Willow bark may be effective for treating your lower back pain. According to the Memorial Sloan-Kettering Cancer Center (MSKCC), willow bark, also known as white willow or Salix alba, contains salicin, which is the phytotherapeutic precursor of acetylsalicylic acid, or aspirin. Willow bark has been used to treat numerous health complaints, including fever, headaches, inflammation, influenza, muscle pain and weight loss. Willow bark acts as an anti-inflammatory by blocking potentially inflammatory prostaglandins. White willow bark is contraindicated, or should not be used, if you have a bleeding disorder, such as hemophilia, or in conjunction with blood-thinning medications. Before taking willow bark for your lower back pain, talk with your doctor about possible side effects and proper dosage.
Turmeric for Joint Pain and Stiffness
The turmeric plant grows in India and Indonesia, and its roots (when ground) serve as the basis for curry seasoning. One of the many active ingredients in turmeric is curcumin; it is used in traditional Chinese medicine and Indian Ayurvedic medicine to treat arthritis. The claims are that turmeric reduces arthritis joint pain, inflammation, and stiffness related to arthritis.
Several studies have shown that turmeric works as an anti-inflammatory and that it modifies the immune system. In a 2006 study, turmeric was more effective at preventing arthritis joint inflammation as opposed to reducing inflammation. A study in 2009 compared extracts of turmeric with extracts of a related plant species, cucurma domestica, containing the same medicinal chemicals as regular turmeric. Researchers found that it worked as well at relieving symptoms of arthritis as 800 milligrams of ibuprofen daily. But definitive studies in humans are lacking, so the benefit of turmeric on arthritis is unclear.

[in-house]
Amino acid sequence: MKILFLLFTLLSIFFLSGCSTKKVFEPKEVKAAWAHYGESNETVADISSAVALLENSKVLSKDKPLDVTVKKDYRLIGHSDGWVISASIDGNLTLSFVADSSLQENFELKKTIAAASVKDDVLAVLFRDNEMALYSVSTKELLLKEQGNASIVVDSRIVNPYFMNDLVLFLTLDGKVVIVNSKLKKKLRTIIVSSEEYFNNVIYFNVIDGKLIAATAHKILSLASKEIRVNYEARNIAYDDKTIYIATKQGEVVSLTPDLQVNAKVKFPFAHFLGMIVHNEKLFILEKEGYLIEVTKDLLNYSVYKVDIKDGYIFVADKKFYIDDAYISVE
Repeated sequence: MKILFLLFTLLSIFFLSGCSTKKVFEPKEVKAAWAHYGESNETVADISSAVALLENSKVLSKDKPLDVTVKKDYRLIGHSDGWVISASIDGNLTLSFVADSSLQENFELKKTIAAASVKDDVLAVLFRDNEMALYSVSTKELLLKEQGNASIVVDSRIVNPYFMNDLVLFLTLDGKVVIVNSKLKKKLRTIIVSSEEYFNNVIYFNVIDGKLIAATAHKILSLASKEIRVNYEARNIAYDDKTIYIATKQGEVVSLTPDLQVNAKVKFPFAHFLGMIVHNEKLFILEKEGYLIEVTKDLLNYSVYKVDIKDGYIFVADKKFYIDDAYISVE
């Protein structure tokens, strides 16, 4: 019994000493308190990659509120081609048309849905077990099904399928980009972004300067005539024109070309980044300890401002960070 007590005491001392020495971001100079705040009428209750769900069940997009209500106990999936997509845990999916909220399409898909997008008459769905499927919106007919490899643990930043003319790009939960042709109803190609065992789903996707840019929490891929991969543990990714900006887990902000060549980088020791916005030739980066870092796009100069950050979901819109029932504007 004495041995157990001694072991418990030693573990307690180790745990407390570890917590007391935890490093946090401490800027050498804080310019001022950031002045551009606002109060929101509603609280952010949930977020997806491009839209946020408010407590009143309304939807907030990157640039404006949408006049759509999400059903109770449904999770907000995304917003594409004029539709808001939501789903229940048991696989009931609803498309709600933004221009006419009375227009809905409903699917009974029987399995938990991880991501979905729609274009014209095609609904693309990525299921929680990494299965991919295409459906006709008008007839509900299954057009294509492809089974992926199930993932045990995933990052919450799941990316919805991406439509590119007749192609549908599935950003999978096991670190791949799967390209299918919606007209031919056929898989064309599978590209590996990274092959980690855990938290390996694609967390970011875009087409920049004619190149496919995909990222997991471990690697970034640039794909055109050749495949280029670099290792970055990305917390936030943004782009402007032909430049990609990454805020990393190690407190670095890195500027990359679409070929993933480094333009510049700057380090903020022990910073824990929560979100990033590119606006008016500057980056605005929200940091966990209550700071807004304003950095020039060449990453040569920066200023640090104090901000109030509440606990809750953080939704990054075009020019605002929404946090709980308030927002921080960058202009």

People on blood thinners should use caution when taking turmeric as animal studies indicate it may increase the risk of bleeding. It may also cause stomachache.
Drink Plenty of Water
Daily water intake should be 1 ounce of water for every 2 pounds of your body weight. So if a patient weighs 200 lbs then they should consume 100 ounces of water per day.
The human body is more than 70% water. Water is needed in the function, repair, and growth of all avascular white tissues, including ligaments, cartilages, joints and spinal discs1.
Most patients with musculoskeletal problems are already dehydrated, and patients who age more rapidly than their years are often found to have a body composed of 50% water instead of the 70%2.
Water and Your Discs. There is no direct blood supply to the discs. At 12 to 14 years of age, the spinal discs blood nutrition supply and waste elimination system atrophies.4.5 The intake of at least 64 ounces of water or half the persons body weight in ounces is essential for nutrition delivery and waste elimination for spinal discs, ligaments, joints, and all body functions, that is, it they are to perform at an optimal level.1,6 Each spinal disc nucleus contains 88% water. 4,7 75% of a persons body weight is supported by the discs in the low back. If these discs lose water they will lose height which will subsequently shift the weight load from the discs to the posterior joints ultimately leading to degenerative changes and bone spurring in the spinal canal.